Directed by Jim Cummings
One must give credit to Jim Cummings for the tremendous effort put in “Thunder Road”, a comedy-drama based on his 2016 short film of the same name. Cummings not only wrote and directed the film, but also starred as a grieving decorated cop who has a meltdown after his mother’s death.
Officer Jim Arnaud (Cummings) embarks on a long monologue at his mother’s funeral without completely transpiring the turmoil that his soul is enduring at that painful moment. He almost laughs and cries at the same time, performing a hilarious theatrical number in front of the attendees who remain seated, quiet, and shocked.
Jim should be off the following week. However, and despite visibly disturbed, he presents himself at work, patrolling the streets in the good company of his partner and best friend Nate (Nican Robinson). Known for his over-zealous posture at work and extreme dedication, he starts having trouble concentrating to act efficiently in the most diverse situations. But this is insignificant when compared with his messy life. His wife, Rosalind (Jocelyn DeBoer), is divorcing him, while his young daughter Krystal (Kendal Farr) acts bored and cold whenever she’s with him. He does everything to please her, even if he has to stay awake the whole night to learn the [adj] games she likes. Acting super-protective, we get to know he reached an uncontrolled emotional peak when he physically threatens Krystal’s teacher as he informs him about her bad behavior at school.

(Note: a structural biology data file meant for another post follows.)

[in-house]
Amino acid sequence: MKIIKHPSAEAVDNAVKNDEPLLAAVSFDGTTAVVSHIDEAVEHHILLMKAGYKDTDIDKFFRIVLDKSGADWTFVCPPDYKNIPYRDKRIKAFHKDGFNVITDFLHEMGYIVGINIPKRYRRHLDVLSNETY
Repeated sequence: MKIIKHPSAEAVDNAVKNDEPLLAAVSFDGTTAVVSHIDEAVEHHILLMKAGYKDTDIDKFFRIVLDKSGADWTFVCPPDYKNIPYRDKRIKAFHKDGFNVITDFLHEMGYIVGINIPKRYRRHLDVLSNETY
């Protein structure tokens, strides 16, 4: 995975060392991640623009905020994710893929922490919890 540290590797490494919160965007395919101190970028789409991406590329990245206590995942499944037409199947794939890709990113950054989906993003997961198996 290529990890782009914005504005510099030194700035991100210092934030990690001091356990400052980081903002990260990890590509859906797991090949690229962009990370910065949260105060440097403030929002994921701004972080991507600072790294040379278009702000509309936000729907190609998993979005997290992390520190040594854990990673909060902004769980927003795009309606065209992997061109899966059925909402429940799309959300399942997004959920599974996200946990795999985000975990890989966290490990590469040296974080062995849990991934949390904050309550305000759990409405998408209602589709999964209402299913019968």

The last straw comes when he loses custody of his daughter due to the highly unorthodox behavior at the funeral, which became viral on the Internet. His humiliation continues when he is fired after a fight with his partner, who, according to him, should have seized the cell phone of the kid who shot the video.
More and more isolated, Jim seemed condemned to perish alone within his personal chaos if an unexpected accident wouldn’t have reconnected him with Krystal. As a consequence of that, he promises to be the best dad ever. In a delicate state, will he be able to succeed?
Pelted with tragicomic scenes, “Thunder Road”, an acceptably funny slice of comic drama, depicts anxious times by carrying a furious tone and bitter pathos. However, not everything shines here. Regardless of his capable acting skills, Cummings never touched me deeply, putting me out with his constant and invariable whining. I would have become more sympathetic to his disgrace if not slightly irritated with this periodic factor. Not good, not bad, just fair.